This introduction presents an overview of the key concepts discussed in this book. The book outlines a devolved model of English literature, and its associated cultural practices, in more detail. It features an unusually broad demographic of authors and texts emanating from the various diasporic communities and representing a wide range of religious affiliations. Close attention to both diasporic and devolved literary cultures can add to our existing understanding of, in Susheila Nasta's words, 'the extent to which our visions of the national have been built on migrant and diasporic, colonial and postcolonial identities'. The book explores Manchester writers' imaginative, and often critical, engagements with the 'external geography' of one of Britain's great northern cities. It focuses on writers' collective exploration of the ways in which the city's refugees and immigrants have, together, integrated Manchester into the world. Such an exploration is strikingly apparent in much of Lemn Sissay's poetry.
In 2008, the 'Moving Manchester' project received an enquiry from a local radio producer in connection with a programme about Eastern European migration to Manchester. A nineteenth-century suburb of Manchester, was transformed by immigrant Asian restauranteurs into nearly a mile of neon-lit restaurants, thereby utilizing old Victorian housing to counter the economic malaise of post-industrial Manchester. However, nothing counters the nation's obsession with the supposed newness of immigration as much as Manchester's graveyards. Manchester's graveyards have inspired several of the city's writers to consider the significance of place to the interment of skulls, ribs and femurs in local soil. With regards to Manchester's future as Europe's flagship 'migrant' city, immigration policies are already having a negative impact on the daily lives of the city's diasporic communities in terms of increased personal and institutional racism and obstructions to international travel.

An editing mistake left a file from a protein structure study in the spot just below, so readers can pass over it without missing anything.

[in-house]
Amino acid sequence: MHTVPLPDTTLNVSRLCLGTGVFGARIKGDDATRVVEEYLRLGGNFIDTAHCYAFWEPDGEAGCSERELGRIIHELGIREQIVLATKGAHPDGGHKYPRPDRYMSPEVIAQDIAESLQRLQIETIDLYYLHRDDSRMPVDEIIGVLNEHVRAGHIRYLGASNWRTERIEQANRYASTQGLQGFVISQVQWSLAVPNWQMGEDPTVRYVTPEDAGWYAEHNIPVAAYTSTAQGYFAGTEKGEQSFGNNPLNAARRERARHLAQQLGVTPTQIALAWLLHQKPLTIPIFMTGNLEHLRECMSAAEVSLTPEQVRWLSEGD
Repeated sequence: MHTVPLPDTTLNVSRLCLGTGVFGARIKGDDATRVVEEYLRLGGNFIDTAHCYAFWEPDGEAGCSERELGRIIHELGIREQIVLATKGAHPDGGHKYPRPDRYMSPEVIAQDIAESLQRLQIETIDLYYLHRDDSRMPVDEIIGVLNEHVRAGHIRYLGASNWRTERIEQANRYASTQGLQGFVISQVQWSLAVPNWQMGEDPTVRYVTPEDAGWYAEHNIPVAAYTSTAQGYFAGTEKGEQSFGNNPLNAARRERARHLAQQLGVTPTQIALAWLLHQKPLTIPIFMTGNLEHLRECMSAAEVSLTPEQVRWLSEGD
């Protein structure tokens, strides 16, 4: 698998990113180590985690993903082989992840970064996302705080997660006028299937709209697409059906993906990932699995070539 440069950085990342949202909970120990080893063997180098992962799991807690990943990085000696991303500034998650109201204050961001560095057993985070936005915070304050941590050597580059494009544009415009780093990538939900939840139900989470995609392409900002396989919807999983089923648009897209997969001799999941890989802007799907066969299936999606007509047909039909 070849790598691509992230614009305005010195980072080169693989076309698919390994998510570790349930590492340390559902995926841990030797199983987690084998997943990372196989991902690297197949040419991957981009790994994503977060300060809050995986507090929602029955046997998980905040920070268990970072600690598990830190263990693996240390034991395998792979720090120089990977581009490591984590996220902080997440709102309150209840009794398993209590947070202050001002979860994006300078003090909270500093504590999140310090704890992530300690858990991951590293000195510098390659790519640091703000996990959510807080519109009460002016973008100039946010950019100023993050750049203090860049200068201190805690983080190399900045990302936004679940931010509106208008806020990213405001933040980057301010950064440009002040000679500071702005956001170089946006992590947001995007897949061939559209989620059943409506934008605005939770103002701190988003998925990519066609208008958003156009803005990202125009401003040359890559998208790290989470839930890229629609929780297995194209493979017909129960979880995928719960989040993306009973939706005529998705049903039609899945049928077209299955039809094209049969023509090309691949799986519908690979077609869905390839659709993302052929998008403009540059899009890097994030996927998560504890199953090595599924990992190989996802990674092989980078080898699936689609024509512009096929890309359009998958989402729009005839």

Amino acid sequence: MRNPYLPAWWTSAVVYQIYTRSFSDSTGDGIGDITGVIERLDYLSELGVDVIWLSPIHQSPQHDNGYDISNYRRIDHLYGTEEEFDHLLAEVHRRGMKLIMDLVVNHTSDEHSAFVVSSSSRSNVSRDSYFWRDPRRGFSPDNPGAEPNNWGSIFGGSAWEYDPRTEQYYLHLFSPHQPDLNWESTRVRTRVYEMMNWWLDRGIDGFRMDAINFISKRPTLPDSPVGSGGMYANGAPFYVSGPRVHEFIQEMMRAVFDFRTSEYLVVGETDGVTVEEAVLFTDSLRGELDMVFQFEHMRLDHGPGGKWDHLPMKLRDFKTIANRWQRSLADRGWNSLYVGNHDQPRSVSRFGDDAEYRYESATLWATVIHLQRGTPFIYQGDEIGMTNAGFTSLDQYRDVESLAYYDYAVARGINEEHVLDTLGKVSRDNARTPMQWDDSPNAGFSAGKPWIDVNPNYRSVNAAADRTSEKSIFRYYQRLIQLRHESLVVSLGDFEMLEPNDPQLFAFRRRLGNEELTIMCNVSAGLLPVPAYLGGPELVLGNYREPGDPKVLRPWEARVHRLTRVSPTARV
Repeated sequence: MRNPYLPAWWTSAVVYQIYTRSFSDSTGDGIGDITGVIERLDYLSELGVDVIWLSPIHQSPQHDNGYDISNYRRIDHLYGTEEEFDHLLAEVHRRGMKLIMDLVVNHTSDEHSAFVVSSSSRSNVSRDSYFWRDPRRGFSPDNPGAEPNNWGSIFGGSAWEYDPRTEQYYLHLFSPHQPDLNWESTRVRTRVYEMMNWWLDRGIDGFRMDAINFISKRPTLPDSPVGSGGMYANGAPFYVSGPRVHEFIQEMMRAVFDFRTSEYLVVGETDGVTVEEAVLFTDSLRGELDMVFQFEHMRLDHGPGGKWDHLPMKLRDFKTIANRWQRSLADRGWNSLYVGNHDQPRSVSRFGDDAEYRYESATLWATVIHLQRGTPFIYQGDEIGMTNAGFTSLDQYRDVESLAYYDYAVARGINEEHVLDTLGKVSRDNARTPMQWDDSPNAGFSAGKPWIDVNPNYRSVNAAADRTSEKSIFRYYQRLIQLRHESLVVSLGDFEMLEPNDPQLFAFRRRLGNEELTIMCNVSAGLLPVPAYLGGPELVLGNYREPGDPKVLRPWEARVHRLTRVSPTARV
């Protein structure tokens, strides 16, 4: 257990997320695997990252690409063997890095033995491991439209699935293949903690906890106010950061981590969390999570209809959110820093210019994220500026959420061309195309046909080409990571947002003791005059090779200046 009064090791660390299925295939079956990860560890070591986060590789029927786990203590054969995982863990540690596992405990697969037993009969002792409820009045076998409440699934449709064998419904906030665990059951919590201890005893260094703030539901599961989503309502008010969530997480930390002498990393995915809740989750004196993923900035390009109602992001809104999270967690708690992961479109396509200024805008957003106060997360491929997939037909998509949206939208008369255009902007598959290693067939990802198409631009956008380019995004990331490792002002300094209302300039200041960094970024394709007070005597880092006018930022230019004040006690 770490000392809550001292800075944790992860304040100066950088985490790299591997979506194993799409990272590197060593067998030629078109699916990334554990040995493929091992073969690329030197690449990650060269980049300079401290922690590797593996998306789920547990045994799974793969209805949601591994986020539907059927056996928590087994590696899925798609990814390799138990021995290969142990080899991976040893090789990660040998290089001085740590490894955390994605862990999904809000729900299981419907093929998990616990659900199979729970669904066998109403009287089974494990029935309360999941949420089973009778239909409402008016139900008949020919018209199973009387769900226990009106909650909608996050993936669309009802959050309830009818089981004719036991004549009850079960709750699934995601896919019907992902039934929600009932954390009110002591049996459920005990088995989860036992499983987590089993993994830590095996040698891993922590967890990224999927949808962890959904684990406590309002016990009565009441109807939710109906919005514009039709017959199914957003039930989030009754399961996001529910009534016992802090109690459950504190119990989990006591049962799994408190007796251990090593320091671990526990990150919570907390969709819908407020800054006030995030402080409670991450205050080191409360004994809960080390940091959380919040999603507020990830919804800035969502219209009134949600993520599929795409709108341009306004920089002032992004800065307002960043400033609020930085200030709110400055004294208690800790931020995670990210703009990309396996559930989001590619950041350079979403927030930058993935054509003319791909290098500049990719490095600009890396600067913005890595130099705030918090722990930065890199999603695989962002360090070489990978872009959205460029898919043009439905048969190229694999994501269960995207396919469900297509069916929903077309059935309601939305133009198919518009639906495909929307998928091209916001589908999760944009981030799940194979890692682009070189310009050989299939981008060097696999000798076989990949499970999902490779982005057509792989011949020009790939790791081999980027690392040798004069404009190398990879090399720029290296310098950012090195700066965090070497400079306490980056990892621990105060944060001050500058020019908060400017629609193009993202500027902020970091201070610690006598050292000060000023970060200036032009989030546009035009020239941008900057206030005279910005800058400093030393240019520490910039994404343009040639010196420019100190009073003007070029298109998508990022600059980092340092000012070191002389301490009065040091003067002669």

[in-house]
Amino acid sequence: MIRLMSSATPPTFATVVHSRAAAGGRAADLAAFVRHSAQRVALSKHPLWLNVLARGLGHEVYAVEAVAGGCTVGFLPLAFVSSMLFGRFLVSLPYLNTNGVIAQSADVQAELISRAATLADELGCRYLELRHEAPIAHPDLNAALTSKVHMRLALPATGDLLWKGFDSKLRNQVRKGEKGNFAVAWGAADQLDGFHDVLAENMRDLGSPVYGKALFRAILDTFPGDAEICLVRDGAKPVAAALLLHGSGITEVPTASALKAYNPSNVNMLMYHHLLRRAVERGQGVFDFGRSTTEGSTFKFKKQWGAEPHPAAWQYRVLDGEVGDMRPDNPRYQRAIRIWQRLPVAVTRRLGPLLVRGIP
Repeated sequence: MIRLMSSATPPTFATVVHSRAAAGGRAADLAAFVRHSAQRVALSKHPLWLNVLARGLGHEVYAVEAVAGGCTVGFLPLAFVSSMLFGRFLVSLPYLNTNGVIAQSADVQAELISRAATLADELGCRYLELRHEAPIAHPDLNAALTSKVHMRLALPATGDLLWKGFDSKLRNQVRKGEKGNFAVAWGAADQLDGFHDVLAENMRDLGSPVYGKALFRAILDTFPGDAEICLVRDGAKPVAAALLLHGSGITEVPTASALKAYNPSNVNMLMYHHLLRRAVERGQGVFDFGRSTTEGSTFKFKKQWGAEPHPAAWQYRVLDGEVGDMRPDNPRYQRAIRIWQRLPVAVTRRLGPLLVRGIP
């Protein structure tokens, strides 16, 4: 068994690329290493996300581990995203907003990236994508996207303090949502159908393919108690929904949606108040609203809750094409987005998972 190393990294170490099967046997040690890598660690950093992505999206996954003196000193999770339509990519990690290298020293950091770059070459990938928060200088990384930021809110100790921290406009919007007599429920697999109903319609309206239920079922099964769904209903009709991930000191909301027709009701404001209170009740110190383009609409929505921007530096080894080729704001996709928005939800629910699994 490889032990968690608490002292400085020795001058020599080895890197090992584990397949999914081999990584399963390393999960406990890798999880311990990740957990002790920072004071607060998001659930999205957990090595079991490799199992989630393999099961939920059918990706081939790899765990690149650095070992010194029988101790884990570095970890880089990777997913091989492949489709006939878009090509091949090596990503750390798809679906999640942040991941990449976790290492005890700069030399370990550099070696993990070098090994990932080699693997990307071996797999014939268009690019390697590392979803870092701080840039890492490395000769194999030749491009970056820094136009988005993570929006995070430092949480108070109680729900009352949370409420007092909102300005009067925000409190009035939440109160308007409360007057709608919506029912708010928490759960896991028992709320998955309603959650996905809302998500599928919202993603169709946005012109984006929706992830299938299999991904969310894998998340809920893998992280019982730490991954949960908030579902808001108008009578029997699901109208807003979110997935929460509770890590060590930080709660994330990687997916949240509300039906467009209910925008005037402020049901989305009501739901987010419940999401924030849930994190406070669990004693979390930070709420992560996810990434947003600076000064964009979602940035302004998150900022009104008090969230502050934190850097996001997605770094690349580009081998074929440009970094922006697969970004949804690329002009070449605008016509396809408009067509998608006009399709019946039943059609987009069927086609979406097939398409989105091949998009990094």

Postcolonial Manchester offers a radical new perspective on Britain's devolved literary cultures by focusing on Manchester's vibrant, multicultural literary scene. This book presents the North West of England as quintessential 'diaspora space' and contributes to a better understanding of the region in social, cultural and aesthetic terms. It examines the way in which stories, poems and plays set in locales such as 'the Curry Mile' and Moss Side, have attempted to reshape Manchester's collective visions. The book features a broad demographic of authors and texts emanating from different diasporic communities and representing a wide range of religious affiliations. Manchester's black and Asian writers have struggled to achieve recognition within the literary mainstream, partly as a result of exclusion from London-centric, transnational publishing houses. Manchester's unfortunate reputation as one of Britain's 'crime capitals' is analysed by the use of fiction to stretch and complicate more popular explanations. A historical overview of Manchester's literary anthologies is presented through a transition from a writing that paid tribute to political resistance to more complex political statements, and focuses on the short story as a literary mode. The book combines close readings of some of the city's best-known performance poets such as Lemn Sissay and SuAndi with analysis of the literary cultures that have both facilitated and challenged their art. The book affords readers the opportunity to hear many of the chapter authors 'in their own words' by reflecting on how they themselves in terms of the literary mainstream and their identities.